Extreme Writing Makeover

I’m in my second year of using El Internado in my intermediate classes, and it has started me thinking.  (This is why–after 20+ years of teaching–lesson planning still is a work in progress!)  The time had come for us to talk about subjunctive in more concrete terms, so this year I am teaching subjunctive through El Internado, and the process has been the most smooth I’ve seen yet.  Instead of talking about what fulano or your mom wants, having the tangible characters of Paula and Marcos wanting their parents to come back or María wanting (spoiler) to know that he is her (spoiler) has just made the whole thing make a lot more sense.  Because they care about the characters, they are focused on expressing ideas rather than obsessing about which rule of usage applies.  But also because they care about the characters, they want to get it right.

This is what was running in the back of my mind when I stumbled upon some photo-based writing prompts from the writeabout.com.  Designed for English classes, they have a ton of creative, interesting writing prompts that will get students thinking, caring, and wanting to get it right like what has been going on for us with El Internado.  While most are going to be intermediate-advanced level prompts/story starters as written, there are some that are adaptable to an upper novice level such as:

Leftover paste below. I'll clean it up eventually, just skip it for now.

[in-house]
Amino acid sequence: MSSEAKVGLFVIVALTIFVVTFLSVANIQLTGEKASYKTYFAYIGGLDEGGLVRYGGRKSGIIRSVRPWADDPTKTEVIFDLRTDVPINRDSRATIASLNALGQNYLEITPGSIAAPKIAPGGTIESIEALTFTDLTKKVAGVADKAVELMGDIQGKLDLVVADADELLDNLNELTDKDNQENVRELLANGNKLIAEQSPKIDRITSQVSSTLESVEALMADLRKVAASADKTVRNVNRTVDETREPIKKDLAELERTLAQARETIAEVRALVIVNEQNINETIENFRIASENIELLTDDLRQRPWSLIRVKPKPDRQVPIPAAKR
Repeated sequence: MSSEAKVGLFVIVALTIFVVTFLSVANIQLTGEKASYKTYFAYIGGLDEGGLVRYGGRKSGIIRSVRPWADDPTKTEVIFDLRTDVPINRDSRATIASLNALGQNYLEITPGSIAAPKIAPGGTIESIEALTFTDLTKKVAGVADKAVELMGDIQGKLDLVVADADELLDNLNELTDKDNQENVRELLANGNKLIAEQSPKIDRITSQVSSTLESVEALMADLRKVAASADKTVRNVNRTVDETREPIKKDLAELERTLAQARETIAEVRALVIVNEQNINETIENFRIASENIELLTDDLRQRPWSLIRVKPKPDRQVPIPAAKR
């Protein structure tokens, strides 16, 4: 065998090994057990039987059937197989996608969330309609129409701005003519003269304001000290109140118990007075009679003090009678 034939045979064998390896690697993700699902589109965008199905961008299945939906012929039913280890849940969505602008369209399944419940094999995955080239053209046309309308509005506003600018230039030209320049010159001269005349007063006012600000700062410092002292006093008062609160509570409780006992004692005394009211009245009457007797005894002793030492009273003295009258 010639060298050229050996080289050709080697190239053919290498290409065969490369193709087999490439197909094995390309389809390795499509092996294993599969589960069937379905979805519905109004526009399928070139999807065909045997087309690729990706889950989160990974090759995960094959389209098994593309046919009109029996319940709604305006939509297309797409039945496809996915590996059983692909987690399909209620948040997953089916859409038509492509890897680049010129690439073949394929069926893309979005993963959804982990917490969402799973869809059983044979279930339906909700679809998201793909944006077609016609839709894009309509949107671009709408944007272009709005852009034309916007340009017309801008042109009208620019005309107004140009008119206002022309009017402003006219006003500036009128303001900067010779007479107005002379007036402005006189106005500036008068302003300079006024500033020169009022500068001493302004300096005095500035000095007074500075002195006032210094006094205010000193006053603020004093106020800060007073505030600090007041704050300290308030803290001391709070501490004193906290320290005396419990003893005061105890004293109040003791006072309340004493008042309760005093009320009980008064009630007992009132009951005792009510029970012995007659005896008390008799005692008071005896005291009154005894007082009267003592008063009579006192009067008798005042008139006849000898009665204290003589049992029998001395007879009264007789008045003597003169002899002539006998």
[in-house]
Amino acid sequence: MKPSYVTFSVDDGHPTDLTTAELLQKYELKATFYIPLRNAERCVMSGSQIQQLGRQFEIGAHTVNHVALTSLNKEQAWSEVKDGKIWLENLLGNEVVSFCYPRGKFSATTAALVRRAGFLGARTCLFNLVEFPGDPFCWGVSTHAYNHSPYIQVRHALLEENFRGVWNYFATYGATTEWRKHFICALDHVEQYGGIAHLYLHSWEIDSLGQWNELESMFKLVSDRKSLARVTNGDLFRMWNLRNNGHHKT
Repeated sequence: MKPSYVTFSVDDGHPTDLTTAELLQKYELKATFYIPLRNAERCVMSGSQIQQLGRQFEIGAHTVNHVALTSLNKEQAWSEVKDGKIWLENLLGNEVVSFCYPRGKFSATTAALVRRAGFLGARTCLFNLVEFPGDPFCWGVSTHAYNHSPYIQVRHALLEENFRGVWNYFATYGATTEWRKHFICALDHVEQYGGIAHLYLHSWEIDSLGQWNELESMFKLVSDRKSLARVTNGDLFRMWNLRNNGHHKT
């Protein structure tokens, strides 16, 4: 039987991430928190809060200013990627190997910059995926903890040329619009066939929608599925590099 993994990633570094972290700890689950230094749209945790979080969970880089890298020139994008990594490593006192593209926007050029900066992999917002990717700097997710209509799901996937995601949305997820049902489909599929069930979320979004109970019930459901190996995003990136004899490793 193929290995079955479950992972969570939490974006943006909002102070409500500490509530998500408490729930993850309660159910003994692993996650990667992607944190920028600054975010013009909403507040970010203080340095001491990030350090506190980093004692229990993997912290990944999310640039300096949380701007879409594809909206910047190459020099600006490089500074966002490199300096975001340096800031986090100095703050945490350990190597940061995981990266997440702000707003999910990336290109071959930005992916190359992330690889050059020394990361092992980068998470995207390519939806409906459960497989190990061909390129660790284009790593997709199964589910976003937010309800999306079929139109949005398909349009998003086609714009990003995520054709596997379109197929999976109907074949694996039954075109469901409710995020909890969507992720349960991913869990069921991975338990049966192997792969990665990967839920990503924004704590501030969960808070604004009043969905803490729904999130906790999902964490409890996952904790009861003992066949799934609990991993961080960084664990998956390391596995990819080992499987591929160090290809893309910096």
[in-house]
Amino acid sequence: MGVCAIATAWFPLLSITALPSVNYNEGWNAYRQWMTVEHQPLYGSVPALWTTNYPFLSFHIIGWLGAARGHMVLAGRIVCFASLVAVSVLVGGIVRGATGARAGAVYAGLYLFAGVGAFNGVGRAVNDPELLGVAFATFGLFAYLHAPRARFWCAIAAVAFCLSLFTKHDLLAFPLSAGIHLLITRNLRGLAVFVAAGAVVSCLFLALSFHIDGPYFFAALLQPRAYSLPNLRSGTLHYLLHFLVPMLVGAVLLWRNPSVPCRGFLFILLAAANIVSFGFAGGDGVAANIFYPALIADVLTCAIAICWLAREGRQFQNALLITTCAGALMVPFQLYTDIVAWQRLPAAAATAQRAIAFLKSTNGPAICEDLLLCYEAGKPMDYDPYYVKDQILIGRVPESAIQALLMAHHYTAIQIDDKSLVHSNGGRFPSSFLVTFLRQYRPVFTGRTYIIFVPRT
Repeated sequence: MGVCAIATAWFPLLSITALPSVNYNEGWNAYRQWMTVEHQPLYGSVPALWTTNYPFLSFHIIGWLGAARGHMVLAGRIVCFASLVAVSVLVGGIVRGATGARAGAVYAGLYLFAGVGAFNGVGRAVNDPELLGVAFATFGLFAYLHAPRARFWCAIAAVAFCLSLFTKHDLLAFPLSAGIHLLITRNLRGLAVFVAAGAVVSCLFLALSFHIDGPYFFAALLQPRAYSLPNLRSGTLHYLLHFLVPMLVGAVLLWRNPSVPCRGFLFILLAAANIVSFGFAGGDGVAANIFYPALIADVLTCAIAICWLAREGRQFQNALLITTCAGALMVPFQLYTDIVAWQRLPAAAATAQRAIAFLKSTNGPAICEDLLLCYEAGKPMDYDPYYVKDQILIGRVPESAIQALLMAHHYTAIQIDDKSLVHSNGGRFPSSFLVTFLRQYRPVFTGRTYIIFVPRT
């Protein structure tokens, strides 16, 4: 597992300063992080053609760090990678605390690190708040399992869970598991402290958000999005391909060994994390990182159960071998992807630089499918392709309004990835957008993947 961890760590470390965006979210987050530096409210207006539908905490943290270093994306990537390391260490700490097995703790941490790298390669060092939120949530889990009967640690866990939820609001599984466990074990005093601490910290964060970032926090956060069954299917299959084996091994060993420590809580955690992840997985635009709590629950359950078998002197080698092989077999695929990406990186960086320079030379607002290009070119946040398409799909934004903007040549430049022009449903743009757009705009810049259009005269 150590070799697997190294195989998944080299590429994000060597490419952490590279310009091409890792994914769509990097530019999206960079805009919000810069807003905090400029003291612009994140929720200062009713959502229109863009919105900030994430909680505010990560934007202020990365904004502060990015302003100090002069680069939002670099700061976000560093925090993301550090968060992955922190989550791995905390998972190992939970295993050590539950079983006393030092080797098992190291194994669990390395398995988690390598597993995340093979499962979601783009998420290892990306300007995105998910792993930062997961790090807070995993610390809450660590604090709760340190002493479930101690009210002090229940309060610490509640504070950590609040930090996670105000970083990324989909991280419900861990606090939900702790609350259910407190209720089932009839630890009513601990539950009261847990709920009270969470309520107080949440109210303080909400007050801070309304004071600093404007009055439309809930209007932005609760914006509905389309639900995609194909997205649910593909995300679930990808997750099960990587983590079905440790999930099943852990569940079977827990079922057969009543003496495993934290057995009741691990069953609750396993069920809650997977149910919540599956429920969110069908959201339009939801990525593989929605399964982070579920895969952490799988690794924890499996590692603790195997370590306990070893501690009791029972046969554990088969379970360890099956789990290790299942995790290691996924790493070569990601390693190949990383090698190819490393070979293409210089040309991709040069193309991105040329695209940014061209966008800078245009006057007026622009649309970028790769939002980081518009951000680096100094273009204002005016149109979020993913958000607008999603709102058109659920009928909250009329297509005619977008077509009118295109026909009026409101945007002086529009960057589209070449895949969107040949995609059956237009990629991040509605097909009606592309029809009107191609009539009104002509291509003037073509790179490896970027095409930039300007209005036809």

Here’s one I’m planning to use when we talk about commands in the intermediate class:


One for an art unit:


And then one that might just be in a collection of student choice options:



The first thing that resonates with me is how much student choice is inherently embedded in the topics. They are specific enough to inspire creativity and thought, yet they open a wide world of options in choosing which direction to take. I think that even students who don’t like to write will find something to say about them.  This is what I have found with El Internado too: their desire to express their ideas overwhelms their hesitations about using Spanish to do so.  Motivation and choice is powerful–powerful enough to overcome fear.

Writeabout is a publishing platform too, but I haven’t investigated it yet.  At this point I’m planning to put the questions in Spanish and use them periodically as writing assignments/assessments.  There are over 100 of the prompts on their Facebook page.

How do you inspire students to invest in their learning process? Please chime in in the comments!


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